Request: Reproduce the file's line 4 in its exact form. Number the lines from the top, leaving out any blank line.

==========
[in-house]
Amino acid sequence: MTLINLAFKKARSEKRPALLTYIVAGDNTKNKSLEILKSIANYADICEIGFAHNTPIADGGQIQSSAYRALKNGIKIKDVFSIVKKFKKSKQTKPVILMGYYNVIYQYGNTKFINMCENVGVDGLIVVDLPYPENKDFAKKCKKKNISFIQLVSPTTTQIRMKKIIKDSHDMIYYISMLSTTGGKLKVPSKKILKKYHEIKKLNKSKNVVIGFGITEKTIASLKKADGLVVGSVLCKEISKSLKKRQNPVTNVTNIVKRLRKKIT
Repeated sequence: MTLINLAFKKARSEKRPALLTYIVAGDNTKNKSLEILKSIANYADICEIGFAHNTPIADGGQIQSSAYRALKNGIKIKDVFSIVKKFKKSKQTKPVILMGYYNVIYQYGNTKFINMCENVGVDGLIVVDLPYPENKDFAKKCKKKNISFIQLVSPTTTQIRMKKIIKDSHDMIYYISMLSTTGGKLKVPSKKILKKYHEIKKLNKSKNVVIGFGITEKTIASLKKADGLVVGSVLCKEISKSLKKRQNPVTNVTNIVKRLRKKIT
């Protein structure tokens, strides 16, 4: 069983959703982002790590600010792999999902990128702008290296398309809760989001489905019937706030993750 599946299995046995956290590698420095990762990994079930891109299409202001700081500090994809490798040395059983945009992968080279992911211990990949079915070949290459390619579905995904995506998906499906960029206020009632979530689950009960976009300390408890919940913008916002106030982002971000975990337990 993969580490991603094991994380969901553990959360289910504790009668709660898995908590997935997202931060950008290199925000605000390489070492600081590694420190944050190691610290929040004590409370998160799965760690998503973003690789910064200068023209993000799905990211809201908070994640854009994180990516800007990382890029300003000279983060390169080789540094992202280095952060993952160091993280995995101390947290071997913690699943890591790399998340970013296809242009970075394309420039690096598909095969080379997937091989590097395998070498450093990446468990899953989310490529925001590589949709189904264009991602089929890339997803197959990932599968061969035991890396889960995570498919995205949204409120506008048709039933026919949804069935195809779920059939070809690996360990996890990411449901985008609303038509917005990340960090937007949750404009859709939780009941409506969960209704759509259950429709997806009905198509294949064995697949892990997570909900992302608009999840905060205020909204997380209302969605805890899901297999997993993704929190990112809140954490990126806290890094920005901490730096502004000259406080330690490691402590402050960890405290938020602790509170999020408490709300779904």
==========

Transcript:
């Protein structure tokens, strides 16, 4: 069983959703982002790590600010792999999902990128702008290296398309809760989001489905019937706030993750 599946299995046995956290590698420095990762990994079930891109299409202001700081500090994809490798040395059983945009992968080279992911211990990949079915070949290459390619579905995904995506998906499906960029206020009632979530689950009960976009300390408890919940913008916002106030982002971000975990337990 993969580490991603094991994380969901553990959360289910504790009668709660898995908590997935997202931060950008290199925000605000390489070492600081590694420190944050190691610290929040004590409370998160799965760690998503973003690789910064200068023209993000799905990211809201908070994640854009994180990516800007990382890029300003000279983060390169080789540094992202280095952060993952160091993280995995101390947290071997913690699943890591790399998340970013296809242009970075394309420039690096598909095969080379997937091989590097395998070498450093990446468990899953989310490529925001590589949709189904264009991602089929890339997803197959990932599968061969035991890396889960995570498919995205949204409120506008048709039933026919949804069935195809779920059939070809690996360990996890990411449901985008609303038509917005990340960090937007949750404009859709939780009941409506969960209704759509259950429709997806009905198509294949064995697949892990997570909900992302608009999840905060205020909204997380209302969605805890899901297999997993993704929190990112809140954490990126806290890094920005901490730096502004000259406080330690490691402590402050960890405290938020602790509170999020408490709300779904």